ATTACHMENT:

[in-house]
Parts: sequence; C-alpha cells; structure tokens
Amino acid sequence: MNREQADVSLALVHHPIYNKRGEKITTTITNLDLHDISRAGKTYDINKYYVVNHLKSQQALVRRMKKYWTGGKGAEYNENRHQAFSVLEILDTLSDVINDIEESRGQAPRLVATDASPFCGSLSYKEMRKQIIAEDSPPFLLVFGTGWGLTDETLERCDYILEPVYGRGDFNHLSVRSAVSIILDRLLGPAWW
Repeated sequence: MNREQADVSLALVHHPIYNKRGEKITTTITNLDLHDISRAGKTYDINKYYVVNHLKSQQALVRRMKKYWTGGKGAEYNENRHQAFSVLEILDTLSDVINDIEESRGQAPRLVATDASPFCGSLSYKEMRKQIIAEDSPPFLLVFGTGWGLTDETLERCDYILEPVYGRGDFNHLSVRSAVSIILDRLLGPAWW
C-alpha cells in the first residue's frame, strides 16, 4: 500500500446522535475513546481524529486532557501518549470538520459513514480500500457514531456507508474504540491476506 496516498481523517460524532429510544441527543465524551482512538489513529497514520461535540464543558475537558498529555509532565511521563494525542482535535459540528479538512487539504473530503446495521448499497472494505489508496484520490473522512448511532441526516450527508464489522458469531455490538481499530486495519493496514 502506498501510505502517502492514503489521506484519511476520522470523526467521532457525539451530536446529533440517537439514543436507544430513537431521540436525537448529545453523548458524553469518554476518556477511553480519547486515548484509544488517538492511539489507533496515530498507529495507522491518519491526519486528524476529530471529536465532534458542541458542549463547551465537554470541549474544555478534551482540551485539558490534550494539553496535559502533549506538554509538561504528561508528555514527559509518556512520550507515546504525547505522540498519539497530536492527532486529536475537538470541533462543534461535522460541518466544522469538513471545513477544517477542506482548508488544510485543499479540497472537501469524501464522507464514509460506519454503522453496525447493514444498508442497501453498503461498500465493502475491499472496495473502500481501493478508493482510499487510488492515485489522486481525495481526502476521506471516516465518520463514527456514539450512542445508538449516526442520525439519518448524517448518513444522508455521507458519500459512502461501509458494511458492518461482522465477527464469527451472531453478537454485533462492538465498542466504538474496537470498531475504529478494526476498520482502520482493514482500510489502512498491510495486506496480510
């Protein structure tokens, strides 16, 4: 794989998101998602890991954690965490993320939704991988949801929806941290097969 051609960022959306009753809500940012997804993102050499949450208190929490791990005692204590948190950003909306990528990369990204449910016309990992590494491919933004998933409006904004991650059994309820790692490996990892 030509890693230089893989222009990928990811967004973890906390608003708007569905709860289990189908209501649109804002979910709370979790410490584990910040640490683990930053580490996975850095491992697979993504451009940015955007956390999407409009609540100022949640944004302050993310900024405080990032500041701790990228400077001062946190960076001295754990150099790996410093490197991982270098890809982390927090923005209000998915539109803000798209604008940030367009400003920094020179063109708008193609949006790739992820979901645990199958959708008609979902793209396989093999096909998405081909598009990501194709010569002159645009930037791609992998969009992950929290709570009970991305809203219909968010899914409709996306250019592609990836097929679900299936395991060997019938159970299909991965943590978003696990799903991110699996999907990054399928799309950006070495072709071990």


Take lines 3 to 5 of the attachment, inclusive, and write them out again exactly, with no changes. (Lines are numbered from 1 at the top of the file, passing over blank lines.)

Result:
Amino acid sequence: MNREQADVSLALVHHPIYNKRGEKITTTITNLDLHDISRAGKTYDINKYYVVNHLKSQQALVRRMKKYWTGGKGAEYNENRHQAFSVLEILDTLSDVINDIEESRGQAPRLVATDASPFCGSLSYKEMRKQIIAEDSPPFLLVFGTGWGLTDETLERCDYILEPVYGRGDFNHLSVRSAVSIILDRLLGPAWW
Repeated sequence: MNREQADVSLALVHHPIYNKRGEKITTTITNLDLHDISRAGKTYDINKYYVVNHLKSQQALVRRMKKYWTGGKGAEYNENRHQAFSVLEILDTLSDVINDIEESRGQAPRLVATDASPFCGSLSYKEMRKQIIAEDSPPFLLVFGTGWGLTDETLERCDYILEPVYGRGDFNHLSVRSAVSIILDRLLGPAWW
C-alpha cells in the first residue's frame, strides 16, 4: 500500500446522535475513546481524529486532557501518549470538520459513514480500500457514531456507508474504540491476506 496516498481523517460524532429510544441527543465524551482512538489513529497514520461535540464543558475537558498529555509532565511521563494525542482535535459540528479538512487539504473530503446495521448499497472494505489508496484520490473522512448511532441526516450527508464489522458469531455490538481499530486495519493496514 502506498501510505502517502492514503489521506484519511476520522470523526467521532457525539451530536446529533440517537439514543436507544430513537431521540436525537448529545453523548458524553469518554476518556477511553480519547486515548484509544488517538492511539489507533496515530498507529495507522491518519491526519486528524476529530471529536465532534458542541458542549463547551465537554470541549474544555478534551482540551485539558490534550494539553496535559502533549506538554509538561504528561508528555514527559509518556512520550507515546504525547505522540498519539497530536492527532486529536475537538470541533462543534461535522460541518466544522469538513471545513477544517477542506482548508488544510485543499479540497472537501469524501464522507464514509460506519454503522453496525447493514444498508442497501453498503461498500465493502475491499472496495473502500481501493478508493482510499487510488492515485489522486481525495481526502476521506471516516465518520463514527456514539450512542445508538449516526442520525439519518448524517448518513444522508455521507458519500459512502461501509458494511458492518461482522465477527464469527451472531453478537454485533462492538465498542466504538474496537470498531475504529478494526476498520482502520482493514482500510489502512498491510495486506496480510